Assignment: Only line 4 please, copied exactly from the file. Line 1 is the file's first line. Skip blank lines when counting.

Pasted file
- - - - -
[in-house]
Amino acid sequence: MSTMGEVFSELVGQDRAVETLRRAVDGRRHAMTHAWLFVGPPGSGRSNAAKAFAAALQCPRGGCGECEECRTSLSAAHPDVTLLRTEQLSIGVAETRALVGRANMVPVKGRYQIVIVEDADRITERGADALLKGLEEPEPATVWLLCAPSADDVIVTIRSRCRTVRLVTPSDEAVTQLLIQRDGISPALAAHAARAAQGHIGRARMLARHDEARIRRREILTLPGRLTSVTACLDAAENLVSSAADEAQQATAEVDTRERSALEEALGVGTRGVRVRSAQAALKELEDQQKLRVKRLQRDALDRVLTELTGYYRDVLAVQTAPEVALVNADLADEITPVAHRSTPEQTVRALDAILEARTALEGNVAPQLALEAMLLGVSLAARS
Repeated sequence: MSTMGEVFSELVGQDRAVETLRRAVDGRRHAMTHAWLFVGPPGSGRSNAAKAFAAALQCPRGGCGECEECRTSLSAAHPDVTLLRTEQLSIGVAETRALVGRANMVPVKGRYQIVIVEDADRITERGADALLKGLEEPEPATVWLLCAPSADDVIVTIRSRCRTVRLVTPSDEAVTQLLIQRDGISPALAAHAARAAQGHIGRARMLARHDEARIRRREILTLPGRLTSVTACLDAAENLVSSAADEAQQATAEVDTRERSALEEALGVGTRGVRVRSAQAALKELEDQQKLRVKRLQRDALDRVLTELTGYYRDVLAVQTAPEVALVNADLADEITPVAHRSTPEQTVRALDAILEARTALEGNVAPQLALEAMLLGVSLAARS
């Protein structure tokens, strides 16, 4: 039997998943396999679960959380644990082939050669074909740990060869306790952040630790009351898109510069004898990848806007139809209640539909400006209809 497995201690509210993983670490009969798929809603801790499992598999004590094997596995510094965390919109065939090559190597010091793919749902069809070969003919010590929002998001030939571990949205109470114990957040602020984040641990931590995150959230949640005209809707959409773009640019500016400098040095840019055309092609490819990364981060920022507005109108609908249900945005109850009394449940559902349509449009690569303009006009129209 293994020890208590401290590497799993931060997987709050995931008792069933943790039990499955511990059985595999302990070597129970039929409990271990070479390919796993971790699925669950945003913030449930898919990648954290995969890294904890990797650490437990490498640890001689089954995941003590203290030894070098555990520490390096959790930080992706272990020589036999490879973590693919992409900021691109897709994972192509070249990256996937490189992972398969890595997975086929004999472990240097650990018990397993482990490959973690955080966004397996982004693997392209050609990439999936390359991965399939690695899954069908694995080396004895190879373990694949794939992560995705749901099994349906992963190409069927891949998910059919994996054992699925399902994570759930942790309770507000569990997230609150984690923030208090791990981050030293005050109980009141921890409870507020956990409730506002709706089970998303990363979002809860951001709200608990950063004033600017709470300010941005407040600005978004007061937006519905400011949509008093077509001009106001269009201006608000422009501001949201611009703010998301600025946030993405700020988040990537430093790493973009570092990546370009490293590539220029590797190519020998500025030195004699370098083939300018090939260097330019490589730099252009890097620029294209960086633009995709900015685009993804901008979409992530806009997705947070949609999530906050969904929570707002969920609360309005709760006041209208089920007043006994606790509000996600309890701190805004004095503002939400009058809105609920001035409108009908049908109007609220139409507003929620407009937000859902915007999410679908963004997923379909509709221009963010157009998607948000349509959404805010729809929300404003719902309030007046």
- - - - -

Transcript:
């Protein structure tokens, strides 16, 4: 039997998943396999679960959380644990082939050669074909740990060869306790952040630790009351898109510069004898990848806007139809209640539909400006209809 497995201690509210993983670490009969798929809603801790499992598999004590094997596995510094965390919109065939090559190597010091793919749902069809070969003919010590929002998001030939571990949205109470114990957040602020984040641990931590995150959230949640005209809707959409773009640019500016400098040095840019055309092609490819990364981060920022507005109108609908249900945005109850009394449940559902349509449009690569303009006009129209 293994020890208590401290590497799993931060997987709050995931008792069933943790039990499955511990059985595999302990070597129970039929409990271990070479390919796993971790699925669950945003913030449930898919990648954290995969890294904890990797650490437990490498640890001689089954995941003590203290030894070098555990520490390096959790930080992706272990020589036999490879973590693919992409900021691109897709994972192509070249990256996937490189992972398969890595997975086929004999472990240097650990018990397993482990490959973690955080966004397996982004693997392209050609990439999936390359991965399939690695899954069908694995080396004895190879373990694949794939992560995705749901099994349906992963190409069927891949998910059919994996054992699925399902994570759930942790309770507000569990997230609150984690923030208090791990981050030293005050109980009141921890409870507020956990409730506002709706089970998303990363979002809860951001709200608990950063004033600017709470300010941005407040600005978004007061937006519905400011949509008093077509001009106001269009201006608000422009501001949201611009703010998301600025946030993405700020988040990537430093790493973009570092990546370009490293590539220029590797190519020998500025030195004699370098083939300018090939260097330019490589730099252009890097620029294209960086633009995709900015685009993804901008979409992530806009997705947070949609999530906050969904929570707002969920609360309005709760006041209208089920007043006994606790509000996600309890701190805004004095503002939400009058809105609920001035409108009908049908109007609220139409507003929620407009937000859902915007999410679908963004997923379909509709221009963010157009998607948000349509959404805010729809929300404003719902309030007046």